Ellen Perlman was a GOVERNING staff writer and technology columnist.E-mail: email@example.com
One evening in February, local Web developers gathered at a restaurant in downtown Austin, Texas, to kick off a competition known as the Accessibility Internet Rally. Its goal is to match technology experts from the public and private sectors with nonprofit agencies that need help upgrading their Web site. Teams have 30 days to design Web improvements and put them into practice. They are judged primarily on the extent to which the content is accessible to people with a variety of disabilities.
Among the participants was Robin Hart, a research analyst for the city's Web site. While she and several co-workers like lending a hand to a worthy cause (and the possibility of being recognized at an awards banquet when the contest wraps up later this month), the main reason for entering is a practical one: It gives Hart and other city employees an opportunity to learn more about how to make Austin's own Web site more accessible. Before the event, they must take a low-cost training course on accessibility tools and techniques from Knowbility, the company that sponsors the rally.
In recent years, officials in Austin have made disabled access to their Web site--Austin City Connection--a priority, and employees have responded accordingly. But around the country, whether disabled residents can take advantage of the information and services their city, county and state governments offer on the Internet is definitely hit or miss. Designing sites that can be easily navigated by everyone doesn't take a lot in the way of technical or financial resources. The problem is that few governments recognize the need and feel compelled to address it.
One reason accessibility to government Web sites is so uneven may stem from a lack of awareness about the size of the disabled population. Nearly 53 million people--one-fifth of all Americans--have some type of disability, according to the 2000 Census. The visually impaired or blind are the most obviously disadvantaged when it comes to viewing words on a computer monitor. But people who are deaf, colorblind or have neurological problems may also be limited in their use of the Web without a combination of special programming and assistive technology. As the population ages, people will face even more functional limitations. By 2008, 25 percent of the population will be 55 or older. Many of them are likely to develop difficulty using a mouse, hearing an online video presentation or reading small print onscreen.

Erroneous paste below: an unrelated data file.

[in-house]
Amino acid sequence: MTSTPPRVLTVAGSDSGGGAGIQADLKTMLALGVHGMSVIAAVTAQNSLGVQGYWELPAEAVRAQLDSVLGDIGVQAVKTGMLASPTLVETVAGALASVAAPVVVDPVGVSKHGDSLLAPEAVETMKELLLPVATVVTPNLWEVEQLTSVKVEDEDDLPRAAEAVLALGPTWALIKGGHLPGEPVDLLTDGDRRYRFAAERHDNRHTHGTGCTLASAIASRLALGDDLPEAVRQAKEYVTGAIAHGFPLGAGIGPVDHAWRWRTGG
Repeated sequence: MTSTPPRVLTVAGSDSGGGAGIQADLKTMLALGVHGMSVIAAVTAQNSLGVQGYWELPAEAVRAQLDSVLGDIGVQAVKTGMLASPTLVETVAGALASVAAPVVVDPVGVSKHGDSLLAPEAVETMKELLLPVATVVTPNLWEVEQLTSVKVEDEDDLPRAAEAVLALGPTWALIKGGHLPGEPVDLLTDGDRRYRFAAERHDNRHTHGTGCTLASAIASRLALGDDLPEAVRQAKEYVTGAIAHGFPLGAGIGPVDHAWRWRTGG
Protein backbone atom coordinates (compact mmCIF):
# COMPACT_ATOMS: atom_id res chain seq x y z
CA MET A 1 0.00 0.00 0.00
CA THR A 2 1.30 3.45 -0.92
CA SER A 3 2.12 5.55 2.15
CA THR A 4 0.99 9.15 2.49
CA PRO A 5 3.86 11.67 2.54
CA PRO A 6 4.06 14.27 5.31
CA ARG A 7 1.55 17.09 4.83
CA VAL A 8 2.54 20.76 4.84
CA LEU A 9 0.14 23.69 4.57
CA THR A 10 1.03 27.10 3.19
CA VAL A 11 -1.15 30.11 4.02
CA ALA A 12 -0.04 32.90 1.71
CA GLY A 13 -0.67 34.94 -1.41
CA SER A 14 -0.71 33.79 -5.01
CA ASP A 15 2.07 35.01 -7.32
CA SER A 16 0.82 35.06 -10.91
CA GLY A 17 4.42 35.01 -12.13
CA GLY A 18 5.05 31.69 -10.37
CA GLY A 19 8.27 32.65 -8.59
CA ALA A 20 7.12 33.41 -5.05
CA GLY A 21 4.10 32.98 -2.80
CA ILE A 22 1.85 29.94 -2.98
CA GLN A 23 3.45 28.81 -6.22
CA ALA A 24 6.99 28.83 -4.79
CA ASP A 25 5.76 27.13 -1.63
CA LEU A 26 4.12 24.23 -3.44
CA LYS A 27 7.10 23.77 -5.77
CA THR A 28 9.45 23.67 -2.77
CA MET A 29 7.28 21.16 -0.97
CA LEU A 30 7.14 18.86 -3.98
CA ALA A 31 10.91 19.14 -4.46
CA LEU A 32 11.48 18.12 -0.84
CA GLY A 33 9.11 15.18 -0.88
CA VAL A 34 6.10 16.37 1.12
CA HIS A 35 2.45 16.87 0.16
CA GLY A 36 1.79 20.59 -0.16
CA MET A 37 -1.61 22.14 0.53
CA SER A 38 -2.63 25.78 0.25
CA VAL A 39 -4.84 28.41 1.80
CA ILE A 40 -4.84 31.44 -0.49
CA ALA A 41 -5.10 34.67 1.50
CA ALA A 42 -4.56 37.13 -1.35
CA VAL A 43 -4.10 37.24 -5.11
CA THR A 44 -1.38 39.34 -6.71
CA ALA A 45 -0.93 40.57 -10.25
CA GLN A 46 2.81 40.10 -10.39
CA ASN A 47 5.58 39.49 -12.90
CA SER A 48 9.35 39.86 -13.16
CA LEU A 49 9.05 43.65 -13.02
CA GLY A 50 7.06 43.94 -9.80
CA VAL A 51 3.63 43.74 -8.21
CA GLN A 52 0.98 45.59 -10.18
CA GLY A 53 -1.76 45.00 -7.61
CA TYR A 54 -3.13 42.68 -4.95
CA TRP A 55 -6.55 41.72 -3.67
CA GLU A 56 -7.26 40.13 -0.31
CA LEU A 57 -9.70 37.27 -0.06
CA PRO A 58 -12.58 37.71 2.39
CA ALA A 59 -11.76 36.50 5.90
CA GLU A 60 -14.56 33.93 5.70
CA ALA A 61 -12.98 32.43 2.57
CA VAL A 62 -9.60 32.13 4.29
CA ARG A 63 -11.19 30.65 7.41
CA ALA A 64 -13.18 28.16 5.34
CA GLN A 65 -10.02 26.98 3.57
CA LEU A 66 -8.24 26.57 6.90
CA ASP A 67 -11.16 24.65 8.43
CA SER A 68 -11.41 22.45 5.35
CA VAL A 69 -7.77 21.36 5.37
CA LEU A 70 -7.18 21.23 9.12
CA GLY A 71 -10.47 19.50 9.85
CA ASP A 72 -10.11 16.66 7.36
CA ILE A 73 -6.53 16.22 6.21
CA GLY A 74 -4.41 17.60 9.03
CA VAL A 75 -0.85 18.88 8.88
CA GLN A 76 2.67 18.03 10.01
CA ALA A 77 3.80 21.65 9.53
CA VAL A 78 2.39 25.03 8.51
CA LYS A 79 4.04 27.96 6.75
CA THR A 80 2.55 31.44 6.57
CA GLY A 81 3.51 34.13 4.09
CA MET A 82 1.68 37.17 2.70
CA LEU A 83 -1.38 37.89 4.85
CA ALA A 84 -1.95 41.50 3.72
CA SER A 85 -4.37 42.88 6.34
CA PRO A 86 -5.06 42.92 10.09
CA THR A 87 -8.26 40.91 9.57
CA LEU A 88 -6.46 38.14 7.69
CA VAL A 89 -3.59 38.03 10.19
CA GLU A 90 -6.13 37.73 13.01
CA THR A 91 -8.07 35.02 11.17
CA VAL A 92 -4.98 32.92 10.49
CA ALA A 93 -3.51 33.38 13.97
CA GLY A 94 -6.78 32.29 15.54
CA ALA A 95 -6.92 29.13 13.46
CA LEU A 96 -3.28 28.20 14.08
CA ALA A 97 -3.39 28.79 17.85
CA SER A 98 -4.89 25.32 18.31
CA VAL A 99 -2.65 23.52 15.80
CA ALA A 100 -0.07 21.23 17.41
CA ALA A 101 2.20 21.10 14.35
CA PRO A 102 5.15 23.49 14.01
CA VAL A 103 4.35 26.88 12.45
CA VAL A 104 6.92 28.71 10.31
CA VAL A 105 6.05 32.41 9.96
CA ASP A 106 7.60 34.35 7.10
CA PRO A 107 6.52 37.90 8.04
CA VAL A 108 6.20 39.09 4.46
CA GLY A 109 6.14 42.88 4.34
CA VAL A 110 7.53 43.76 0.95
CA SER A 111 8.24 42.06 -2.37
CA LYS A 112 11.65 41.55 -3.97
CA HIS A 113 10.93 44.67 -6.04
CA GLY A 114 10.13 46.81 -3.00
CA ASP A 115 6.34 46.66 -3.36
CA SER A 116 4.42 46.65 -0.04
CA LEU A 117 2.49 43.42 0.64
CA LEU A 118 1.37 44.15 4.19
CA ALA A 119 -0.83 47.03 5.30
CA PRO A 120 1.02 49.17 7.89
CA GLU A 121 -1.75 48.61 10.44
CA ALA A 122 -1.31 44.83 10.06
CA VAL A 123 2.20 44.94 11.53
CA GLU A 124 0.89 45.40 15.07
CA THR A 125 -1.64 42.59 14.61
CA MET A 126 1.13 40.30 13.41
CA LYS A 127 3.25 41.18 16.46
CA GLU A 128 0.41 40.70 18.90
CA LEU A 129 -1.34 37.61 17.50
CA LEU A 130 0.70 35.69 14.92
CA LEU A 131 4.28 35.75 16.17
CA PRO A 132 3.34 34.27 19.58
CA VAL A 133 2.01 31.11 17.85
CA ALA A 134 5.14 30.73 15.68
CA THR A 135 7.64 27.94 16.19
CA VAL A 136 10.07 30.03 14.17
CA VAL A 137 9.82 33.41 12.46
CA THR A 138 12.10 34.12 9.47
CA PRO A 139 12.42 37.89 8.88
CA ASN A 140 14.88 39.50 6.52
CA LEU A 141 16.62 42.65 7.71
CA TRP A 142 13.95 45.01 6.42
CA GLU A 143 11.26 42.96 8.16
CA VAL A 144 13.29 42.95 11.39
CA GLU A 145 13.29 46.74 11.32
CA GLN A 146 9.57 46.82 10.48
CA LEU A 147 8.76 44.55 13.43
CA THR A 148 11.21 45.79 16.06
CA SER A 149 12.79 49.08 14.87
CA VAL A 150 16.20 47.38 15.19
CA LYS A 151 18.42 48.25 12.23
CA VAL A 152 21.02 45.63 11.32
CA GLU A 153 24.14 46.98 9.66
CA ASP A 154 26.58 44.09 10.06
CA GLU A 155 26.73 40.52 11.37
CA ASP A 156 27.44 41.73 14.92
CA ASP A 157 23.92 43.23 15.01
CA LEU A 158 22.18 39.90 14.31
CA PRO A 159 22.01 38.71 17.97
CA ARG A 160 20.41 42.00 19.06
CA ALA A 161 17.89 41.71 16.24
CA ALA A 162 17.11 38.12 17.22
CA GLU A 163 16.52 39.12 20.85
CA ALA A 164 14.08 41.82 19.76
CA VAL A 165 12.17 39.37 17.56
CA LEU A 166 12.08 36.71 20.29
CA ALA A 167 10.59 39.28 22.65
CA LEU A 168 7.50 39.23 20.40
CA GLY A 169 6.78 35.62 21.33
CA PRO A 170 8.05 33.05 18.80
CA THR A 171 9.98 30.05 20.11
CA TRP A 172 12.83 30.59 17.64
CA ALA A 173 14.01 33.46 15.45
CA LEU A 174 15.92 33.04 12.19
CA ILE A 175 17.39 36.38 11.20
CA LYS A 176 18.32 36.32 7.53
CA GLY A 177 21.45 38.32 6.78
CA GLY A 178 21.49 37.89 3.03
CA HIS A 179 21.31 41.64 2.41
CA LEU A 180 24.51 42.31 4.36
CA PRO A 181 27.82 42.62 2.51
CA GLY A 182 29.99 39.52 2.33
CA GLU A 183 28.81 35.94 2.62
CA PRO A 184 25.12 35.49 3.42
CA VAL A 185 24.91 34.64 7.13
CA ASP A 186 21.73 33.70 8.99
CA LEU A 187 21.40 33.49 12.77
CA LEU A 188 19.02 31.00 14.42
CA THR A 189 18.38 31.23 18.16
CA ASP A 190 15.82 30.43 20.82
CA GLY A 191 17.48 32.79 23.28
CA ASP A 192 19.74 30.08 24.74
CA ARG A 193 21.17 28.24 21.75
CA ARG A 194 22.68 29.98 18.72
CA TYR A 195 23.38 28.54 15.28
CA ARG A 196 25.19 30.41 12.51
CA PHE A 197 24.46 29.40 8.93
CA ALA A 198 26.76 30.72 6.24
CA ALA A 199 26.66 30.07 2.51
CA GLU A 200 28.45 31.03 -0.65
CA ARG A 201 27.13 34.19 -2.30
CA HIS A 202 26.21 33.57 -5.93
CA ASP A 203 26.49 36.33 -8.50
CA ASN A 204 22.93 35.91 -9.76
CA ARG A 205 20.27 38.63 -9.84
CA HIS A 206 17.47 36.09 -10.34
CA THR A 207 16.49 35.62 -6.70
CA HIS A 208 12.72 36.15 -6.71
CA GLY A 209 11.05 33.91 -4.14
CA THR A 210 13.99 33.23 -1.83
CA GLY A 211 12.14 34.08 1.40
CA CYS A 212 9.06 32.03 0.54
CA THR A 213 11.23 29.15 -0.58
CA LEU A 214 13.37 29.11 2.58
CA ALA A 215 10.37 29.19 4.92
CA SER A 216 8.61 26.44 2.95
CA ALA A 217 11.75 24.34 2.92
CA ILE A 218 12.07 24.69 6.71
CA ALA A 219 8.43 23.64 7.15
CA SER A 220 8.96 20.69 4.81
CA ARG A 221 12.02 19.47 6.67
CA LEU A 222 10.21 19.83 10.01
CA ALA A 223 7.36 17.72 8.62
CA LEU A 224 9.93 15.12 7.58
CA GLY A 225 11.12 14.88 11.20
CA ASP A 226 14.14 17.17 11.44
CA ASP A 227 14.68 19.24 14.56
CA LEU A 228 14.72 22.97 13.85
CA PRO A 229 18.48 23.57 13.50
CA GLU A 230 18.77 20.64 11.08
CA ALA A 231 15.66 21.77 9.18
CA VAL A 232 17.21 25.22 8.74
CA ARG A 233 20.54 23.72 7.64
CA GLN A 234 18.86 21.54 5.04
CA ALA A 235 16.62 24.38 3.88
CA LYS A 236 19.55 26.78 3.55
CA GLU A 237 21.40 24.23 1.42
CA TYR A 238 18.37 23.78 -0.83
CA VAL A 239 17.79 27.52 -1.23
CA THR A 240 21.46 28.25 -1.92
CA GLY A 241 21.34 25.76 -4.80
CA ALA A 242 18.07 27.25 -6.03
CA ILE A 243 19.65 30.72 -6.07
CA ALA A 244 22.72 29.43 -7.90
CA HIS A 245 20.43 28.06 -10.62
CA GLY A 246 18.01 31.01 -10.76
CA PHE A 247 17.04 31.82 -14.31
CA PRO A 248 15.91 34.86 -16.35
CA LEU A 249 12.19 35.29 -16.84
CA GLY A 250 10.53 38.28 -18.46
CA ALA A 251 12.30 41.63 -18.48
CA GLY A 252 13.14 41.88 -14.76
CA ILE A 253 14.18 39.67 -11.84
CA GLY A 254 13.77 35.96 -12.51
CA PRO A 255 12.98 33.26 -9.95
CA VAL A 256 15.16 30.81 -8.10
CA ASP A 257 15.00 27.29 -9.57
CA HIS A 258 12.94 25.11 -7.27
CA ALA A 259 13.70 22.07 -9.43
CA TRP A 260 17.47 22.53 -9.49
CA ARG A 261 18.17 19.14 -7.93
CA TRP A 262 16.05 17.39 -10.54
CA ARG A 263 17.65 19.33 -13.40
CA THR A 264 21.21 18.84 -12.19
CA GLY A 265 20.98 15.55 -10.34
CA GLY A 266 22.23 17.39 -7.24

Another reason states and localities have been slow to make their sites accessible is that they generally aren't required to do it. When the Rehabilitation Act of 1973 was amended in 1986, Congress set non- binding technology accessibility guidelines for the federal government under a provision called Section 508. In 1998, the standards became binding and enforceable. The law mandates that electronic and information technology developed, maintained or used by the federal government be accessible to people with disabilities.
State and local governments (as well as private companies) do not fall under those rules unless they use federal funds to build their Web sites. That's often the case for state health and labor departments. But in other agencies, it is up to chief executives, department heads or Americans with Disabilities Act coordinators to champion the cause of accessibility.
Recent e-government studies by Brown University document wide variation in accessibility to Web pages among state and local governments. For the past two years, researchers have evaluated compliance with standards recommended by the World Wide Web Consortium (W3C). They tested several dozen Web sites maintained by each jurisdiction, using automated software that measures the number of errors of disability access. In 2004, North Dakota, Kansas, Texas and New Hampshire earned the highest accessibility ratings among states. Cincinnati, San Diego, Tampa, Denver and Buffalo topped the list for cities.
Along with the leaders, the Brown study also identified many laggards. Only 37 percent of state sites complied with the accessibility standards for text, audio and video recommended by W3C. States are "at different levels," agrees Deborah Buck, executive director of the Association of Assistive Technology Act programs. "A number of states are at the development stage." Which is one way of saying they haven't gotten very far. The Brown study also found that more than one-third of major U.S. cities had no Web sites accessible to the disabled at all.
Designing for the disabled entails looking at computer code in a completely different way. For instance, Web pages typically have toolbars along the top and information along the left side of the screen to help users navigate the site. Unless a programmer puts in what's called a "skip to content" link, a screen reader that "talks" to blind users will start reading from the top left corner.